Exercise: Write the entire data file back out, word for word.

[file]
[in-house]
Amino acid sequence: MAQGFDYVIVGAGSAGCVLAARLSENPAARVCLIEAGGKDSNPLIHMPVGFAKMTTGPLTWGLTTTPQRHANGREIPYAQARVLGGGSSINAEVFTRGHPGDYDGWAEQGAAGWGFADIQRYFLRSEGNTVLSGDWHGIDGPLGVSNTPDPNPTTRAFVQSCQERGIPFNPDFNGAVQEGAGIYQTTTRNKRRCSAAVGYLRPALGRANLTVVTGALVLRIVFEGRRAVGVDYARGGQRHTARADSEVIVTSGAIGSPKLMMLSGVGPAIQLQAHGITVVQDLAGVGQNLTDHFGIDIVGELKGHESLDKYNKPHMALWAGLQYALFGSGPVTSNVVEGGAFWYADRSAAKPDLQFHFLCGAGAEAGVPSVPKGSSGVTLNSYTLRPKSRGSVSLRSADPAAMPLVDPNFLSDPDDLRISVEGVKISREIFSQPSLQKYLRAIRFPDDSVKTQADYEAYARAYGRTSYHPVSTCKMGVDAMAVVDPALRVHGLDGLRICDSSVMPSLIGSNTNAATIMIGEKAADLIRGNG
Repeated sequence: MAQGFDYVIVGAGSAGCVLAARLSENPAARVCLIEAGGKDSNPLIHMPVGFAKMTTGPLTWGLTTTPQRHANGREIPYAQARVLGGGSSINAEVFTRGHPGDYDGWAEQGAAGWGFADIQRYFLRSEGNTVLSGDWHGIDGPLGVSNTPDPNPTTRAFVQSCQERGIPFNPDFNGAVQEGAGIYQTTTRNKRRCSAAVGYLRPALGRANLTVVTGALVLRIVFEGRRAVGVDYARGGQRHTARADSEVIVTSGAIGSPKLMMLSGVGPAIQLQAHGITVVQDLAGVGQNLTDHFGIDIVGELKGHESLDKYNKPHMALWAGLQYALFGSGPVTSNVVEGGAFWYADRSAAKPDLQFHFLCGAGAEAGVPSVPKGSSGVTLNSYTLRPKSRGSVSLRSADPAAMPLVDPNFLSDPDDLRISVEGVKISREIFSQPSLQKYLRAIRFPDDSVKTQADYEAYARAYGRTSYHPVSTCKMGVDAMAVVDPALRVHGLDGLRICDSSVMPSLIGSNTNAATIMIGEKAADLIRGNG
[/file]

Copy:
[in-house]
Amino acid sequence: MAQGFDYVIVGAGSAGCVLAARLSENPAARVCLIEAGGKDSNPLIHMPVGFAKMTTGPLTWGLTTTPQRHANGREIPYAQARVLGGGSSINAEVFTRGHPGDYDGWAEQGAAGWGFADIQRYFLRSEGNTVLSGDWHGIDGPLGVSNTPDPNPTTRAFVQSCQERGIPFNPDFNGAVQEGAGIYQTTTRNKRRCSAAVGYLRPALGRANLTVVTGALVLRIVFEGRRAVGVDYARGGQRHTARADSEVIVTSGAIGSPKLMMLSGVGPAIQLQAHGITVVQDLAGVGQNLTDHFGIDIVGELKGHESLDKYNKPHMALWAGLQYALFGSGPVTSNVVEGGAFWYADRSAAKPDLQFHFLCGAGAEAGVPSVPKGSSGVTLNSYTLRPKSRGSVSLRSADPAAMPLVDPNFLSDPDDLRISVEGVKISREIFSQPSLQKYLRAIRFPDDSVKTQADYEAYARAYGRTSYHPVSTCKMGVDAMAVVDPALRVHGLDGLRICDSSVMPSLIGSNTNAATIMIGEKAADLIRGNG
Repeated sequence: MAQGFDYVIVGAGSAGCVLAARLSENPAARVCLIEAGGKDSNPLIHMPVGFAKMTTGPLTWGLTTTPQRHANGREIPYAQARVLGGGSSINAEVFTRGHPGDYDGWAEQGAAGWGFADIQRYFLRSEGNTVLSGDWHGIDGPLGVSNTPDPNPTTRAFVQSCQERGIPFNPDFNGAVQEGAGIYQTTTRNKRRCSAAVGYLRPALGRANLTVVTGALVLRIVFEGRRAVGVDYARGGQRHTARADSEVIVTSGAIGSPKLMMLSGVGPAIQLQAHGITVVQDLAGVGQNLTDHFGIDIVGELKGHESLDKYNKPHMALWAGLQYALFGSGPVTSNVVEGGAFWYADRSAAKPDLQFHFLCGAGAEAGVPSVPKGSSGVTLNSYTLRPKSRGSVSLRSADPAAMPLVDPNFLSDPDDLRISVEGVKISREIFSQPSLQKYLRAIRFPDDSVKTQADYEAYARAYGRTSYHPVSTCKMGVDAMAVVDPALRVHGLDGLRICDSSVMPSLIGSNTNAATIMIGEKAADLIRGNG